Biblical literalism or biblicism is a term used differently by different authors concerning biblical interpretation. It can equate to the dictionary definition of literalism: "adherence to the exact letter or the literal sense", where literal means "in accordance with, involving, or being the primary or strict meaning of the word or words; not figurative or metaphorical".
Alternatively, the term can refer to the historical-grammatical method, a hermeneutic technique that strives to uncover the meaning of the text by taking into account not just the grammatical words, but also the syntactical aspects, the cultural and historical background, and the literary genre. It emphasizes the referential aspect of the words in the text without denying the relevance of literary aspects, genre, or figures of speech within the text (e.g., parable, allegory, simile, or metaphor). It does not necessarily lead to complete agreement upon one single interpretation of any given passage. This Christian fundamentalist and evangelical hermeneutical approach to scripture is used extensively by fundamentalist Christians, in contrast to the historical-critical method of mainstream Judaism or Mainline Protestantism. Those who relate biblical literalism to the historical-grammatical method use the word "letterism" to cover interpreting the Bible according to the dictionary definition of literalism.
Fundamentalists and evangelicals sometimes refer to themselves as literalists or biblical literalists. Sociologists also use the term in reference to conservative Christian beliefs which include not just literalism but also biblical inerrancy. The term "biblical literalism" is often used as a pejorative to describe or ridicule the interpretative approaches of fundamentalist or evangelical Christians.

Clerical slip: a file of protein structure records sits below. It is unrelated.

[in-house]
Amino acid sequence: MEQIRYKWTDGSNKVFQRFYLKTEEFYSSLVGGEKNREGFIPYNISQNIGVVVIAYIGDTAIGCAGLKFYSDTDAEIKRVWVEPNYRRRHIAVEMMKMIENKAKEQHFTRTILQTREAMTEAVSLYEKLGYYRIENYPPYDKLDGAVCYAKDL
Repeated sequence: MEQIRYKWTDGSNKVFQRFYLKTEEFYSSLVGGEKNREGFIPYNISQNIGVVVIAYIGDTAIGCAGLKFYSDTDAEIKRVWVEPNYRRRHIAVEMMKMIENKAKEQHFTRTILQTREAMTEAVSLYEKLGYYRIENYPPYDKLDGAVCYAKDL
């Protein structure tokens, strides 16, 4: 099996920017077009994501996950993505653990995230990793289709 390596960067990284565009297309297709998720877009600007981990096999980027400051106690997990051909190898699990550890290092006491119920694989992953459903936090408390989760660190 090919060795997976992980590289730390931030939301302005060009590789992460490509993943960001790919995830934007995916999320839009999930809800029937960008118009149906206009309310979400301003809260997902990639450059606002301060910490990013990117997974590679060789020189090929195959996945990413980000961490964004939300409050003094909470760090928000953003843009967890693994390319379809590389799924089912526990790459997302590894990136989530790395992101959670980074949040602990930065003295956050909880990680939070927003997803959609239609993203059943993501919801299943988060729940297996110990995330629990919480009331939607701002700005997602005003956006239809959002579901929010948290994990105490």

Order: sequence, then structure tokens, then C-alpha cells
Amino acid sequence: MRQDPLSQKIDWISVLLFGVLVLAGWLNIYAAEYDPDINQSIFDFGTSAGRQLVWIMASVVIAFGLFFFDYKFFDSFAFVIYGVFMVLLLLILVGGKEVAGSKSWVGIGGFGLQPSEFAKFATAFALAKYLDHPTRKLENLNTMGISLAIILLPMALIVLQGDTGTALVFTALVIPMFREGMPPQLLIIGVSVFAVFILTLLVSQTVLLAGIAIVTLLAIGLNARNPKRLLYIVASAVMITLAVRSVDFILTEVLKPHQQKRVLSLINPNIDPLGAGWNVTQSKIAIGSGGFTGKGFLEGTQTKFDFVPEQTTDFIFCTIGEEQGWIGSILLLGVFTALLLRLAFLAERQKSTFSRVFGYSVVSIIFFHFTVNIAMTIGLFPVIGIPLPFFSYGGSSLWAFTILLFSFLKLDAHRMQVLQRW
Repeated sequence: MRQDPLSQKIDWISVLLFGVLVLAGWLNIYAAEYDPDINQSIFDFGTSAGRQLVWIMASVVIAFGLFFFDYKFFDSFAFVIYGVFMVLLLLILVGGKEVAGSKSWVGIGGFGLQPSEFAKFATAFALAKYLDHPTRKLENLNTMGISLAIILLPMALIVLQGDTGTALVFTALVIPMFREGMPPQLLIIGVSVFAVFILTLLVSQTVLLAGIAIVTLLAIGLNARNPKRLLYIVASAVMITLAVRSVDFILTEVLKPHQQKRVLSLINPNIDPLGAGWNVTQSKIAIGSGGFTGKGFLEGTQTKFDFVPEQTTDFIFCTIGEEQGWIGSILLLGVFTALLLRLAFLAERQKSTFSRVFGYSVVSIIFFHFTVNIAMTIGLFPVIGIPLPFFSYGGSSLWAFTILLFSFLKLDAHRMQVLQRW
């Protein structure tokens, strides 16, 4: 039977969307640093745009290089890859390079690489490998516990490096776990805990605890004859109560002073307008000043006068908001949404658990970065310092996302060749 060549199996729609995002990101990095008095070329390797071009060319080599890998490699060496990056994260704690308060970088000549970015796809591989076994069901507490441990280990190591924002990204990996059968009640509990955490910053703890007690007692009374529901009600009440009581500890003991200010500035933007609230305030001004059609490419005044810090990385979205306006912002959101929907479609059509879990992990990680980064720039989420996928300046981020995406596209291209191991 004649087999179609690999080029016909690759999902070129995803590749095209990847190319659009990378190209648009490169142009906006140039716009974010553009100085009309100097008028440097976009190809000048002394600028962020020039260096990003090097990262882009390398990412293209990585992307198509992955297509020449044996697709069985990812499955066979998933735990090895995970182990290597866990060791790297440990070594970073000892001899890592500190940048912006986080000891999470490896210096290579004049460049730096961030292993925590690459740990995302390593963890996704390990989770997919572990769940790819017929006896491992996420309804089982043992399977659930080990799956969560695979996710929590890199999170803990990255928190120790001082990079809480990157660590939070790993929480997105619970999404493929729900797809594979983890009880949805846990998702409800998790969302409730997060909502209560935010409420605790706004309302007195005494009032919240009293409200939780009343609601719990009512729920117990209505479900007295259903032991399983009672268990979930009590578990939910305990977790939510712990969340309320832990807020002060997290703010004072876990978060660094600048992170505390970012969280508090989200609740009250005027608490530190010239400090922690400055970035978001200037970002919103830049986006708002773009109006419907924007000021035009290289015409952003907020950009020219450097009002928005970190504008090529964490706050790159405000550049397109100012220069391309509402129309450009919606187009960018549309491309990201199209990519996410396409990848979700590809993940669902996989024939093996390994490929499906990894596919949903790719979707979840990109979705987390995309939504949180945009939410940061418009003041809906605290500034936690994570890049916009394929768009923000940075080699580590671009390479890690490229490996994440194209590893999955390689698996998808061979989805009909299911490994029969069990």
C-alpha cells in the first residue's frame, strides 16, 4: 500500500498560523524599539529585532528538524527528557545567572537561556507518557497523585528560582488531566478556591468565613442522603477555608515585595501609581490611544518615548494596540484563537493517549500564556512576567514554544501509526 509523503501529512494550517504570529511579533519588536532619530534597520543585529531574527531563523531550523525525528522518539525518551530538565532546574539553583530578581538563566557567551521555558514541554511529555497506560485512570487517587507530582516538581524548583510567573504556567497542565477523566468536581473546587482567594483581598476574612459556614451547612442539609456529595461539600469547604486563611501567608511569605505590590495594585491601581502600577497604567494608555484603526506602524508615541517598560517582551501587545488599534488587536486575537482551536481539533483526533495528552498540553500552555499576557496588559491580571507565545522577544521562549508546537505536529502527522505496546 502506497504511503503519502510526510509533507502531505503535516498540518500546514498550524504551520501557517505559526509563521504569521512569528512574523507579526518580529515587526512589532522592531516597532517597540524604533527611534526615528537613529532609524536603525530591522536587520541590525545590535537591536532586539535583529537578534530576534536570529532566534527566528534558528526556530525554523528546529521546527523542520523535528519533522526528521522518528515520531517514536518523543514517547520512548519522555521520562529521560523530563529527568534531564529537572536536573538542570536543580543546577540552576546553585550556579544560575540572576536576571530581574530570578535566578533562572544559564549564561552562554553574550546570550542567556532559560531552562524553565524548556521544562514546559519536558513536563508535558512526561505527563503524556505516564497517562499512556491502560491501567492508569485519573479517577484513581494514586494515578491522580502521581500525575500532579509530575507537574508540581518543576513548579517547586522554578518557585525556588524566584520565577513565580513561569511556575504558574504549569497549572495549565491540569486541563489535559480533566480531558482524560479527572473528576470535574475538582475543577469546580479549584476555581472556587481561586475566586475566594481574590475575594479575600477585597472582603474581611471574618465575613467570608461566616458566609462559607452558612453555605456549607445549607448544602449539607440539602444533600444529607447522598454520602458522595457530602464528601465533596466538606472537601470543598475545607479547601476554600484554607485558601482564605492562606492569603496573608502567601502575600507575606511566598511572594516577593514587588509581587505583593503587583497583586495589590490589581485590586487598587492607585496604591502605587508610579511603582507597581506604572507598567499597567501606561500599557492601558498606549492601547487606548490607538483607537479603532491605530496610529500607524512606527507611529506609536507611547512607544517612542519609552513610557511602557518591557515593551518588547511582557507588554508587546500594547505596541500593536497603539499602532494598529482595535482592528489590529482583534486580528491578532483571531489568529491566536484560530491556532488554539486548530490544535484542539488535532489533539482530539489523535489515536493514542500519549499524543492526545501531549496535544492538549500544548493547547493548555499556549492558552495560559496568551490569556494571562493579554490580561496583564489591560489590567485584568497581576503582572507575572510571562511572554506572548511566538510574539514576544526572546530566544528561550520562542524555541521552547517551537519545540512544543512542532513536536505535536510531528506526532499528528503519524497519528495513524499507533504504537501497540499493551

A 2011 Gallup survey reports, "Three in 10 Americans interpret the Bible literally, saying it is the actual word of God. That is similar to what Gallup has measured over the last two decades, but down from the 1970s and 1980s. A 49% plurality of Americans say the Bible is the inspired word of God but that it should not be taken literally, consistently the most common view in Gallup's nearly 40-year history of this question. Another 17% consider the Bible an ancient book of stories recorded by man."
The high regard for religious scriptures in the Judeo-Christian tradition seems to relate in part to a process of canonization of the Hebrew Bible which occurred over the course of a few centuries from approximately 200 BCE to 200 CE. In the Jewish tradition, the highly regarded written word represented a direct conduit to the mind of God, and the later rabbinical school of Judaism encouraged the attendant scholarship that accompanied a literary religion. Similarly, the canonization of the New Testament by the Early Christian Church became an important aspect in the formation of the separate religious identity for Christianity. Ecclesiastical authorities used the acceptance or rejection of specific scriptural books as a major indicator of group identity, and it played a role in the determination of excommunications in Christianity and in cherem in the Jewish tradition.
Church father Origen (184-253 CE), due to his familiarity with reading and interpreting Hellenistic literature, taught that some parts of the Bible ought to be interpreted non-literally. Concerning the Genesis account of creation, he wrote: "who is so silly as to believe that God ... planted a paradise eastward in Eden, and set in it a visible and palpable tree of life ... [and] anyone who tasted its fruit with his bodily teeth would gain life?" He also believed that such hermeneutics should be applied to the gospel accounts as well.